Summary: Hebrews 6:19: We have this hope as an anchor for the soul, firm and secure.
We live in turbulent times. From a global pandemic to political controversy to mental health issues, racial tensions, suicides, and gun violence, storms are brewing and sweeping the world. In times like these, we find our emotions going from extreme highs to severe lows. It is as if we are being tossed around like a ship on the sea as the rain pounds, the thunder deafens, and the waves crash all over us. If ever there was a need for an anchor for the soul, it is now!?
In my book, Hope Rising: Finding Hope in a Turbulent World (https://weservenow.org/books/). I dive deeper into the need for hope and what true hope is.
First, let us talk about what hope is not. Biblical hope is not the kind of worldly hope we often express when we hope our favorite sports team wins a game or championship. We may hope they win; we may be confident that they will win, but we cannot be 100% certain they will always win. This kind of hope is wishful, not guaranteed. We may also hope for the best in situations, or hope we have good luck with something, or kids may wish for certain gifts on their birthday or holidays, but this is not the kind of hope the bible speaks about.
Biblical hope is also not human optimism. Again, we often talk about "looking on the bright side" to try to provide a level of comfort or positivity in situations. While it is not wrong to see a glass of water as half full verse half empty to borrow another common expression about optimism, this is not the essence of Biblical hope. It is not a hope dependent upon human personality, or we must look deep within for or muster up within our strength.
Biblical hope is rooted and grounded in the unchanging nature and character of God. It is found in Jesus Christ, who is our immovable Rock. It is a hope anchored not just in the promises of God but the very person of God. It is a hope we receive from God as we look to him. And hope is vital to living a full and true Christian life.
The Apostle Paul wrote in 1 Corinthians 13:13, "And now these three remain: faith, hope and love." In other words, when you boil down the true Christian life, you come away with three essential components: faith, hope, and love. The apostle Paul would note that love is the greatest of these, but that is because our faith will one day give way to sight, and our hope will be fully realized, while love will endure for all eternity as God is love. However, the fact that love is the greatest does not mean faith and hope are not critical to life here and now. On the contrary, they are essential and irreplaceable during our time on earth.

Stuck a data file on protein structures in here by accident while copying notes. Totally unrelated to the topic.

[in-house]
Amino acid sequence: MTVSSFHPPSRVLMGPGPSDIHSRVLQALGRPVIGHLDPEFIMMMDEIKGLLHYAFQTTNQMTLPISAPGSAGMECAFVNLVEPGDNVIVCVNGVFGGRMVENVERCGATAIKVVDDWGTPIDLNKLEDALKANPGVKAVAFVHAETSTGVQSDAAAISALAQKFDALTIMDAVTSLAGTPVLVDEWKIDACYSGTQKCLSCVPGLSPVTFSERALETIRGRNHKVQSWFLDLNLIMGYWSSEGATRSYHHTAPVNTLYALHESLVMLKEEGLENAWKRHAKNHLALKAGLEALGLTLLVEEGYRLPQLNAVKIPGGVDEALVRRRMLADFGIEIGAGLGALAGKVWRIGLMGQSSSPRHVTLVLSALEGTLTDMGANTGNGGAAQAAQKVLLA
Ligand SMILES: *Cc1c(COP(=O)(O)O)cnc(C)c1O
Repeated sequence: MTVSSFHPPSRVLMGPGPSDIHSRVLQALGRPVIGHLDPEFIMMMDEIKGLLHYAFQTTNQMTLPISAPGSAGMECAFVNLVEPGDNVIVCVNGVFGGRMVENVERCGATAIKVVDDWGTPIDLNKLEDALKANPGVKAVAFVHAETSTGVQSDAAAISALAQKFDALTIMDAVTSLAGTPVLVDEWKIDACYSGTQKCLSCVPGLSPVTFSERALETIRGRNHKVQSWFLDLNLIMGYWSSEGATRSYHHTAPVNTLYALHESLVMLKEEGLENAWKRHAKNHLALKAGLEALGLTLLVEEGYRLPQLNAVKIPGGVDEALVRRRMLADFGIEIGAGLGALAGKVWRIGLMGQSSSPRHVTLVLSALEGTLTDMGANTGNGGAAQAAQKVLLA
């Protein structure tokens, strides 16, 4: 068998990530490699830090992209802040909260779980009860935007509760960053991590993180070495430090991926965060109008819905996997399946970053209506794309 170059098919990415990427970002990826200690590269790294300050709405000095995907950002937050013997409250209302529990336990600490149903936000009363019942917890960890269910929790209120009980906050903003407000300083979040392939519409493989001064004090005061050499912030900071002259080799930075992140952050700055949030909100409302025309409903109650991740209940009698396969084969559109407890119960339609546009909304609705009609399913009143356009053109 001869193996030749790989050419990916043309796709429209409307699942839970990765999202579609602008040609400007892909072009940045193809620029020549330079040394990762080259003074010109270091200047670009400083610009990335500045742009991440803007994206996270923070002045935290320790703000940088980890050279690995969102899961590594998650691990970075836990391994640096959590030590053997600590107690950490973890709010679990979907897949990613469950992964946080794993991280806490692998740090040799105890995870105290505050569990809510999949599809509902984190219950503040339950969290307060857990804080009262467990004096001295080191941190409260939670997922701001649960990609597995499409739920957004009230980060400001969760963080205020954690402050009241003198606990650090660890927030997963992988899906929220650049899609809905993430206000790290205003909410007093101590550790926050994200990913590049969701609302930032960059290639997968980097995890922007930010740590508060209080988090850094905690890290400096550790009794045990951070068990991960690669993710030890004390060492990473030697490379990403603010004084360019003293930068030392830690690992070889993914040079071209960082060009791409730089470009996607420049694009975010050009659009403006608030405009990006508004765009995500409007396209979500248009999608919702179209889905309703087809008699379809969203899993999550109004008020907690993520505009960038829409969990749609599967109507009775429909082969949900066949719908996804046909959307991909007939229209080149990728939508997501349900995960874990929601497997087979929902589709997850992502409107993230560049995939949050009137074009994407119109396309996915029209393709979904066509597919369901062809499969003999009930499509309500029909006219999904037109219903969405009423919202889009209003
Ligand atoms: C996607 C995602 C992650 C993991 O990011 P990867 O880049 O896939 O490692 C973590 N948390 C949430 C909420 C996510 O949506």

Interestingly, as I write in chapter three of my book Hope Rising, a chapter I titled, "As the World Gets Better, People are Losing Hope," there is an interesting global phenomenon happening. As people's standards of living improve, there is also a corresponding decrease in hope. A case can be made that we live in an era where more people are educated than ever before, access to health care has dramatically increased. People's overall standard of living is higher than at any other time in human history. However, despite all this outward progress, depression is the most significant health problem, and the suicide rate continues to increase as people lose hope. Even secular authors recognize we have needs beyond the material or physical. Emotional intelligence has been more popular in recent years, and people are paying more attention to their mental, emotional, even spiritual well-being, whether Christian or not.
Do you remember the story of when Jesus' disciples were caught in a vicious storm that threatened their lives? In Mark's gospel, we read this, "A furious squall came up, and the waves broke over the boat, so that it was nearly swamped. Jesus was in the stern, sleeping on a cushion. The disciples woke him and said to him, "Teacher, don't you care if we drown?" (Mark 4:37-38).
It was not just their physical bodies that were being tossed to and fro. It was also their emotions. Perhaps you can relate. It may not be a physical storm threatening your life. It may not be actual water in which you fear drowning. Nevertheless, we all go through various storms in life in which we feel like we are going to drown, and God does not care.
The disciples interpreted Jesus' sleeping as not caring about their plight. However, Jesus' sleeping was evidence of his deep trust and peace despite the storm raging around them. He was not going to let the circumstances he was in dictate his emotional state. As he would demonstrate upon rising and calming the storm, the storm did not have power over him; he had power over the storm!